Cultivating Wasabi in Your Aquaponics Garden
You can find more helpful information on how you can start growing Wasabi in Aquaponics Gardens in the succeeding sections:
Aquaponic System Types
Using media beds is the best aquaponics system for growing Wasabi. It’s cost-efficient, simple to construct, and is perfect for smaller-scale production. It’s also the recommended aquaponics system for root vegetables.
Wasabi requires a pH level of 6 – 7. It basically needs neutral or slightly acidic soil.
We suggest that you use clay balls for your Wasabi. These are porous, lightweight, and they have the biggest surface area for the bacteria to grow. However, be careful in choosing your clay balls as there are some which are extremely light. These can float and your plant would not be able to grip properly.
Pumice rocks are also a good option as they are also porous. But make sure that it does not contain calcium. You can do a simple spot test first using vinegar. Check if there are bubbles forming. If yes, you shouldn’t use it to grow your Wasabi.
Water and Air Temperature
Wasabi needs to be watered frequently with cool water. You should also mist it to prevent wilted leaves. The perfect environment to grow Wasabi is humid with a temperature of around 45 to 70 degrees Fahrenheit.
Since the Wasabi plant can grow up to 24 inches, we recommend that you provide a space of 12 inches in between your plants.
Wasabi does not grow well in direct sunlight. If you are going to plant it in your own backyard, make sure that you have a shaded area dedicated to your Wasabi plants.
As mentioned earlier, Wasabi requires colder temperature or water. Having said that, it is logical to get fish that thrive on lower temperatures too. Trout and bass are some of the best options. However, if you choose trout, you should not keep it with other fish. And if you choose bass, always monitor its potassium levels.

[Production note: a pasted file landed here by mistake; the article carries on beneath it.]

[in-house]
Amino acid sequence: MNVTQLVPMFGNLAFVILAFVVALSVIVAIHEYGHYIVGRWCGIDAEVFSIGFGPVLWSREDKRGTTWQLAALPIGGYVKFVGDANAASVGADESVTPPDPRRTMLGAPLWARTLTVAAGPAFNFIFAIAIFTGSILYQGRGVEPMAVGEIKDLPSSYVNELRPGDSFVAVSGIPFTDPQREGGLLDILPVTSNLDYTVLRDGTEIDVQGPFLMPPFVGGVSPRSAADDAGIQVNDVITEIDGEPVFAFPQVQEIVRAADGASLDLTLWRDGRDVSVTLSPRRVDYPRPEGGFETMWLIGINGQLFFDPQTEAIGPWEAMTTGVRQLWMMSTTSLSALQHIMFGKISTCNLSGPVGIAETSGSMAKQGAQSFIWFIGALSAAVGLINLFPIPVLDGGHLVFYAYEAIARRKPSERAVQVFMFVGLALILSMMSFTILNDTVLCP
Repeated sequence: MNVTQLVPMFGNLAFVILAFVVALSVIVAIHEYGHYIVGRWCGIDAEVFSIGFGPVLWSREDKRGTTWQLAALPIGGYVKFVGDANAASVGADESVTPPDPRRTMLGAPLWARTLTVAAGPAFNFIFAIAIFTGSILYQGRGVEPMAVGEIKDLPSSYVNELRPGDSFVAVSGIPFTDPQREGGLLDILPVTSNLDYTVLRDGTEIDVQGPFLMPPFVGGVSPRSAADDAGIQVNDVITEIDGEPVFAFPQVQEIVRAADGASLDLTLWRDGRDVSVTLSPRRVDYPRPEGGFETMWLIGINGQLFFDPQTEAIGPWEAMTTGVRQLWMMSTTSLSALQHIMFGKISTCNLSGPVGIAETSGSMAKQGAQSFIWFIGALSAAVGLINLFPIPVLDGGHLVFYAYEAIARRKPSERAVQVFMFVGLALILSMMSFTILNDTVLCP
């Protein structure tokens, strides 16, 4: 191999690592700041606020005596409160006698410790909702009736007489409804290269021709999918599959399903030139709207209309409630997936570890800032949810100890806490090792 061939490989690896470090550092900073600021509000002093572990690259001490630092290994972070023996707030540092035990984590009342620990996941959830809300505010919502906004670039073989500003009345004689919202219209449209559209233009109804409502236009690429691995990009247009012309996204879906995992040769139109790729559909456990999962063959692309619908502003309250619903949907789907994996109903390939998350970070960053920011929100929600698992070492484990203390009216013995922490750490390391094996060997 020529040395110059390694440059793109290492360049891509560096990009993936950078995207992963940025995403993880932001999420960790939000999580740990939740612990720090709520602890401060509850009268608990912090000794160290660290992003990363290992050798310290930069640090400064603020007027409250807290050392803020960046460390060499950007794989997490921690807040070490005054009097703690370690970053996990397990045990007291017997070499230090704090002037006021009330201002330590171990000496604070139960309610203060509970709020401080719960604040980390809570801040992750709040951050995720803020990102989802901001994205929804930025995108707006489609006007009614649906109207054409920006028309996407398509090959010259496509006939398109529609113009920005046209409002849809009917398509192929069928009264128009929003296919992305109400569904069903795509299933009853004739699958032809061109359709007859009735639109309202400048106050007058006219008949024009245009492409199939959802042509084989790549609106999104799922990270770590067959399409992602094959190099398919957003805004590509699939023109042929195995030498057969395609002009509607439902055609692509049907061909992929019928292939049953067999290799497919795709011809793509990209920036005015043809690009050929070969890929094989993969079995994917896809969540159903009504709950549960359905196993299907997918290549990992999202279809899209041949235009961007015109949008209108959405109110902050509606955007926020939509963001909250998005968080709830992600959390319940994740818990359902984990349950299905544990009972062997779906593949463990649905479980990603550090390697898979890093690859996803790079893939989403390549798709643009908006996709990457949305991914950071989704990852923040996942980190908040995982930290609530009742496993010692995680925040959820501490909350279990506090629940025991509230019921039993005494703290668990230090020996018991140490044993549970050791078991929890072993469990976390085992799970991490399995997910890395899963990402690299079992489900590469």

Ideally, you should start planting during the colder months. It’s best that you start planting during late fall as winter can help in growing healthier roots. But if you plan to do it in summer, be diligent enough to water the plants and to keep it most.
To get its distinct flavor, you have to wait for your Wasabi to mature. This can take about 24 months.
Wasabi can suffer from different pests and diseases. The common pests are the Diamond Back Moth and Aphids. Slugs and snails can also damage your Wasabi. The best precautionary measure is to protect your plant with the right pesticides and insecticides. And as always, maintain optimal conditions and temperature because Wasabi is a high-maintenance plant.
Planting Wasabi on a larger scale, without the right knowledge and tools can make the plant more susceptible to diseases. So if you are an amateur, start by planting the Wasabi in small quantities.
Where to Buy Wasabi For Planting
While generally healthy, please serve Wasabi with caution:
- Do not serve Wasabi to people with gastritis and hemorrhoids
- Confirm with your doctor if you are allergic
- Do not eat a large amount of Wasabi as it can damage the liver